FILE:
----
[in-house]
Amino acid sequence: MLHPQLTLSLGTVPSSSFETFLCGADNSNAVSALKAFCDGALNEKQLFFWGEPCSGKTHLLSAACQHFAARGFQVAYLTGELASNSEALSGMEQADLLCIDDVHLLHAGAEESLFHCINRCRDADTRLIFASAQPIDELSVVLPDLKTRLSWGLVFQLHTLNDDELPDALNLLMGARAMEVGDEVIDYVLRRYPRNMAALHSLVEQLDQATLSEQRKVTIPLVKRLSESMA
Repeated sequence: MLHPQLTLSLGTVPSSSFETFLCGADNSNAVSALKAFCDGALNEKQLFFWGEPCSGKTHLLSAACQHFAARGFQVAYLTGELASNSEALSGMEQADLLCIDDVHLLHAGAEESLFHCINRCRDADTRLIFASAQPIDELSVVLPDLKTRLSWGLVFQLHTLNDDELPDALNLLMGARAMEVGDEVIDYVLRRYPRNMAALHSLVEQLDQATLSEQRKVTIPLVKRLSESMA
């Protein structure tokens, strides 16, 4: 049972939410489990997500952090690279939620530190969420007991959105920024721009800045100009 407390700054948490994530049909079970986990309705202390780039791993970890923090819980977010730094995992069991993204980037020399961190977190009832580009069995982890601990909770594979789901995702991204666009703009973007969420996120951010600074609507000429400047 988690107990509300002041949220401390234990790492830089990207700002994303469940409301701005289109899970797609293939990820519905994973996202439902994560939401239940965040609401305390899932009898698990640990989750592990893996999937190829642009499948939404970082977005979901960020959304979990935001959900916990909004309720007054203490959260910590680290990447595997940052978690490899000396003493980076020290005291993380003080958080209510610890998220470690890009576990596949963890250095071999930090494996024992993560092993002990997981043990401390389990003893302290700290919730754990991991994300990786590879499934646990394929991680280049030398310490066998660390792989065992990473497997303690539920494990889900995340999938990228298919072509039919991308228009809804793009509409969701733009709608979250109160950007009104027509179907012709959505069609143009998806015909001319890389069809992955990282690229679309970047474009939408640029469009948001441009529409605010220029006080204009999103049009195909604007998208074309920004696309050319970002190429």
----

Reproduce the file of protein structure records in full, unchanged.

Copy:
[in-house]
Amino acid sequence: MLHPQLTLSLGTVPSSSFETFLCGADNSNAVSALKAFCDGALNEKQLFFWGEPCSGKTHLLSAACQHFAARGFQVAYLTGELASNSEALSGMEQADLLCIDDVHLLHAGAEESLFHCINRCRDADTRLIFASAQPIDELSVVLPDLKTRLSWGLVFQLHTLNDDELPDALNLLMGARAMEVGDEVIDYVLRRYPRNMAALHSLVEQLDQATLSEQRKVTIPLVKRLSESMA
Repeated sequence: MLHPQLTLSLGTVPSSSFETFLCGADNSNAVSALKAFCDGALNEKQLFFWGEPCSGKTHLLSAACQHFAARGFQVAYLTGELASNSEALSGMEQADLLCIDDVHLLHAGAEESLFHCINRCRDADTRLIFASAQPIDELSVVLPDLKTRLSWGLVFQLHTLNDDELPDALNLLMGARAMEVGDEVIDYVLRRYPRNMAALHSLVEQLDQATLSEQRKVTIPLVKRLSESMA
């Protein structure tokens, strides 16, 4: 049972939410489990997500952090690279939620530190969420007991959105920024721009800045100009 407390700054948490994530049909079970986990309705202390780039791993970890923090819980977010730094995992069991993204980037020399961190977190009832580009069995982890601990909770594979789901995702991204666009703009973007969420996120951010600074609507000429400047 988690107990509300002041949220401390234990790492830089990207700002994303469940409301701005289109899970797609293939990820519905994973996202439902994560939401239940965040609401305390899932009898698990640990989750592990893996999937190829642009499948939404970082977005979901960020959304979990935001959900916990909004309720007054203490959260910590680290990447595997940052978690490899000396003493980076020290005291993380003080958080209510610890998220470690890009576990596949963890250095071999930090494996024992993560092993002990997981043990401390389990003893302290700290919730754990991991994300990786590879499934646990394929991680280049030398310490066998660390792989065992990473497997303690539920494990889900995340999938990228298919072509039919991308228009809804793009509409969701733009709608979250109160950007009104027509179907012709959505069609143009998806015909001319890389069809992955990282690229679309970047474009939408640029469009948001441009529409605010220029006080204009999103049009195909604007998208074309920004696309050319970002190429």